As the heat was burning up our time, I was making regular phone calls back to my office in Columbus. I was updating the account supervisor who lead the other account that was conducting the important focus groups in Roanoke. I was originally supposed to leave for the airport at 11am. But with the delays and tension on the set in Charlotte, I felt like I couldn’t leave at that hour.
What to do?
We decided to rebook my flight for another flight 2 hours later. I would have a car service pick me up at 1pm and speed me to the airport. I would then OJ Simpson through the airport, and make the flight just before they closed the boarding door. (Remember when we used to Associate OJ with running through airports?)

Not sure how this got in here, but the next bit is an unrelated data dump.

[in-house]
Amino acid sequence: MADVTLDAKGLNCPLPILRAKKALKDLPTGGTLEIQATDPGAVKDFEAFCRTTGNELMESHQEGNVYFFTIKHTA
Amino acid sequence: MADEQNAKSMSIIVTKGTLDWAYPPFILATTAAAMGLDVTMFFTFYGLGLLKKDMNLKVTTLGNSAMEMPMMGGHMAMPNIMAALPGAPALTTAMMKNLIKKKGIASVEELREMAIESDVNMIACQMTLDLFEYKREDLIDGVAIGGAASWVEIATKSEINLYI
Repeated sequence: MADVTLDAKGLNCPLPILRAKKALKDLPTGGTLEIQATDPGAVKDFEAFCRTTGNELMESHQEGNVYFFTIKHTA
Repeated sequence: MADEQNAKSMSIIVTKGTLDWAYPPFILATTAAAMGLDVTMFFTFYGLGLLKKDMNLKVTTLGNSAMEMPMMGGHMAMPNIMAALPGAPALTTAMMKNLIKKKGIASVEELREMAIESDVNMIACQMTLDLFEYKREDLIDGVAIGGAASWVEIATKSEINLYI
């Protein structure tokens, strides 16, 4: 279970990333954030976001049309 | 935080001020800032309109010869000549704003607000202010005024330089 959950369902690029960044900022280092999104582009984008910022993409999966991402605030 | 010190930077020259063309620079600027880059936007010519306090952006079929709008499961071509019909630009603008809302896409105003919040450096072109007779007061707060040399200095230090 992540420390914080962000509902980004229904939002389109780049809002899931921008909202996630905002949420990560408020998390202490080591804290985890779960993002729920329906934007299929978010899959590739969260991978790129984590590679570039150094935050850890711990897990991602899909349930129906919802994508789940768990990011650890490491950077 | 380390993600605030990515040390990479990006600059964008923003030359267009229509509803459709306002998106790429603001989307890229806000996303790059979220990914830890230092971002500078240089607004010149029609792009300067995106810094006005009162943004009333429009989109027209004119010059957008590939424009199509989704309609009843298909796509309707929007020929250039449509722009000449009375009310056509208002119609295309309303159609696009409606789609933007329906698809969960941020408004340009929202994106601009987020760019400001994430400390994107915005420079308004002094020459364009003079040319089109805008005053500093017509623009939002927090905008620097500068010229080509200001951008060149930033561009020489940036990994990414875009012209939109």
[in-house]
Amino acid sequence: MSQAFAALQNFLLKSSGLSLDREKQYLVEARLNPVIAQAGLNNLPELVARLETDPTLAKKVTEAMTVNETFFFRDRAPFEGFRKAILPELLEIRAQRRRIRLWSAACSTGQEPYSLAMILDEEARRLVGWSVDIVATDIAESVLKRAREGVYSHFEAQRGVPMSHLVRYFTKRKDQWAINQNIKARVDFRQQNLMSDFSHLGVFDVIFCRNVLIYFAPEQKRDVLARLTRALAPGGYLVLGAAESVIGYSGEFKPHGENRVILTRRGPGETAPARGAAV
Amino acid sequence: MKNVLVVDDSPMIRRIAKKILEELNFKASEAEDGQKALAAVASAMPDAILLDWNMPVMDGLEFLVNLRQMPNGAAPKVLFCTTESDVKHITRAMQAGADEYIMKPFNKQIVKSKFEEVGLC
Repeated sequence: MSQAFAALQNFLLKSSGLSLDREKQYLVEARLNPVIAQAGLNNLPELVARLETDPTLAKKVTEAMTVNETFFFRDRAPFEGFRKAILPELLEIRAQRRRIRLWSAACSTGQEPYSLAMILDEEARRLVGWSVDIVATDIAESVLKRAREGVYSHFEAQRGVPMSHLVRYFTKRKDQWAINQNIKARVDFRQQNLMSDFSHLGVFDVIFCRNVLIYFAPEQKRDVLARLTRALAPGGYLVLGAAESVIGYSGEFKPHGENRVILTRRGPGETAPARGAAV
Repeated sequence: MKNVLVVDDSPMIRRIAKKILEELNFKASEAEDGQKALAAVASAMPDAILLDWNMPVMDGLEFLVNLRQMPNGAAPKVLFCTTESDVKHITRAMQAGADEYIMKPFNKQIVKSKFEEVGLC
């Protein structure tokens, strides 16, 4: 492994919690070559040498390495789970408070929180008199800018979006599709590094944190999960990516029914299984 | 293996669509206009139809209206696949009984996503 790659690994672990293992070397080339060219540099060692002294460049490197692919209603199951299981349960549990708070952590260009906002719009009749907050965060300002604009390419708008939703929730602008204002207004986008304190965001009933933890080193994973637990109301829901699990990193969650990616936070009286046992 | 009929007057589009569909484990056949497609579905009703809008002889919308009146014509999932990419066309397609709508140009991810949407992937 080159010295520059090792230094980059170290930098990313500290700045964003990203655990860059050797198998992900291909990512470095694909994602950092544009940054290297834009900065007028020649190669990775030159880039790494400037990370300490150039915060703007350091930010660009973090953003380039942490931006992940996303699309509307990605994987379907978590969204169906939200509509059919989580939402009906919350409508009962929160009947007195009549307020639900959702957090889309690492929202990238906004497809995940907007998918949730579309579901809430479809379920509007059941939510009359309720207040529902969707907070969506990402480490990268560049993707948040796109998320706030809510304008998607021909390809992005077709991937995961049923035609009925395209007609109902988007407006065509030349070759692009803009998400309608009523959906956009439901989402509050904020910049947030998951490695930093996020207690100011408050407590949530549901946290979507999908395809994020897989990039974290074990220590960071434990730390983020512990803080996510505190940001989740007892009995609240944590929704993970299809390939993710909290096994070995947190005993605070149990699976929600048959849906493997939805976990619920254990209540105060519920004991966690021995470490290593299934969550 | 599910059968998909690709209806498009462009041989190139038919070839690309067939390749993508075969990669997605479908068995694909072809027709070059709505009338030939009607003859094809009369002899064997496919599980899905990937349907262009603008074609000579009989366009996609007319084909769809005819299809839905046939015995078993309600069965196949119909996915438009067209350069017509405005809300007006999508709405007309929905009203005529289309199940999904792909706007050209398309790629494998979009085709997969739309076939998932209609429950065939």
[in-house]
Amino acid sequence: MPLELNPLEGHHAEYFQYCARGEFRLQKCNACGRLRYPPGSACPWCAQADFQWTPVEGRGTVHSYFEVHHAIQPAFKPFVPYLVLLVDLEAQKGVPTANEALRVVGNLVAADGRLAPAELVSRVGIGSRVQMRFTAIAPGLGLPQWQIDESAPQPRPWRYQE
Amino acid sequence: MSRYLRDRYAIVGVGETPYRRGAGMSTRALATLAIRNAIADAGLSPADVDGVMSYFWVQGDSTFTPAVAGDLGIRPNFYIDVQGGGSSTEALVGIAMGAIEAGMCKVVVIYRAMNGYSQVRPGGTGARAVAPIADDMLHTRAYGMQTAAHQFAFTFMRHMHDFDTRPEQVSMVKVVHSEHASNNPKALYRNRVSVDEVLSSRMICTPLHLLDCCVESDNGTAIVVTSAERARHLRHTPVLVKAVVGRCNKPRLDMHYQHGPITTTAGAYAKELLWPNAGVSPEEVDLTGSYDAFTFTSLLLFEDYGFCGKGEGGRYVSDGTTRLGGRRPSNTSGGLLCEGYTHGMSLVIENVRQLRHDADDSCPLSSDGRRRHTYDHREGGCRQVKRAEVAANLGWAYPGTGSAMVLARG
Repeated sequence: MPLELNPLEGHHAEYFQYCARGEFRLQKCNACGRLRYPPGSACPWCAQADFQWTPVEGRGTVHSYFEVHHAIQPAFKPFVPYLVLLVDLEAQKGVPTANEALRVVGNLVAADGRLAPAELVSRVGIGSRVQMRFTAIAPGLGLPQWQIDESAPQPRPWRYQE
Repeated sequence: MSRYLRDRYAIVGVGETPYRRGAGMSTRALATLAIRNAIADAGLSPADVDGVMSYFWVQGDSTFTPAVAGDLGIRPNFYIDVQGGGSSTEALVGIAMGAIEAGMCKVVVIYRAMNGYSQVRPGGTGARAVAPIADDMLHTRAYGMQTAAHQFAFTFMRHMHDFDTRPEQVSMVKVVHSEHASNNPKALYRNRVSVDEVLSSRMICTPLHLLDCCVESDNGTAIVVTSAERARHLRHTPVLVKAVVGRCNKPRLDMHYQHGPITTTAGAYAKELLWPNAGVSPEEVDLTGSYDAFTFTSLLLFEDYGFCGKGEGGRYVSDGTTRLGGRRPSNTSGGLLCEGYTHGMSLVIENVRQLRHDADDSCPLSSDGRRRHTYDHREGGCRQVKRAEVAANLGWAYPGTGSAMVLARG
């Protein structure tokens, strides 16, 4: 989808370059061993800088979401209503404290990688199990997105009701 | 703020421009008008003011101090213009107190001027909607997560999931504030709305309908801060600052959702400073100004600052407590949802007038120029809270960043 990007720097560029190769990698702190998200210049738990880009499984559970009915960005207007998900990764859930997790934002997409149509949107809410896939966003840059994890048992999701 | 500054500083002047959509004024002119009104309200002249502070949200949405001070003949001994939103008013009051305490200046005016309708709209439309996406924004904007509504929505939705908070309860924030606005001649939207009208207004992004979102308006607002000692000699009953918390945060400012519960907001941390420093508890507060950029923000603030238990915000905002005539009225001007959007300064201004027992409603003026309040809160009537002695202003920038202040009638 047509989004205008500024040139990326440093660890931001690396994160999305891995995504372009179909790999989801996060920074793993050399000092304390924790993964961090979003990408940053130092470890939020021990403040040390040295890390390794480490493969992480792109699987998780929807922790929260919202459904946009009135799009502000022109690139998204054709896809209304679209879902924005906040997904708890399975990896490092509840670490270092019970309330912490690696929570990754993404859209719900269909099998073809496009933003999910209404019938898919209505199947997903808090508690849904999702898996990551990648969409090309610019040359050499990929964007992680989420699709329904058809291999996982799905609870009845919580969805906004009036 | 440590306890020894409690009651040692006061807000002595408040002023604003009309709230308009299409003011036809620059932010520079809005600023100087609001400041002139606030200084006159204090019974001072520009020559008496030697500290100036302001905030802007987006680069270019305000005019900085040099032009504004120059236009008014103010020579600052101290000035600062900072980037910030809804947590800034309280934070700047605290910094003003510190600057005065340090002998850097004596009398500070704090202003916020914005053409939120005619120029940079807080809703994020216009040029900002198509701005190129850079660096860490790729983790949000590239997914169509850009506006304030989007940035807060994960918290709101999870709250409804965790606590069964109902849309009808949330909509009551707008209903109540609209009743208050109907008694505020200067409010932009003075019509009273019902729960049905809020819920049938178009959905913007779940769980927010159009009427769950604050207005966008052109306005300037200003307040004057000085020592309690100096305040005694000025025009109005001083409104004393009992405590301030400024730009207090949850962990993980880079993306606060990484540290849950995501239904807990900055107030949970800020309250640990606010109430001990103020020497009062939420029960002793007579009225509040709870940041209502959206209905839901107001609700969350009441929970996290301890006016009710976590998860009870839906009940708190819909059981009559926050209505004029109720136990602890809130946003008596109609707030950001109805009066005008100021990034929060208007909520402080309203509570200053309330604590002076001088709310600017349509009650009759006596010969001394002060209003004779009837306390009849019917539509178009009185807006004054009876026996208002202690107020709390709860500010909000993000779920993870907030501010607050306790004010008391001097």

Bond. Personal Bond.
It was a good plan. But I still hadn’t told the Nationwide clients that I would be leaving the shoot. As so often happens in difficult situations, we were bonding. There was both stress and gallows humor as the clock raced faster than our progress. I worked with the producer, director and client to create a workable scenario and adjustments that would enable us to get all of the shots we needed. We decided that during some air-conditioned cool-off breaks we could record some voiceover work for the commercial and radio spots to save precious time.
Here it comes!!!
But 1pm was coming faster than Kevin Harvick in an 800hp stock car. And like The Clash, I had to decide, do I stay or do I go now? I knew that if I stayed there would be trouble. But if I go, it may be double. What to do?
I walked off by myself for a moment, and carefully evaluated the situation. Not just the logistics. But the intangibles. The relationships. The commitments. The business development potential. And both clients’ needs. There was a lot to process in a little time.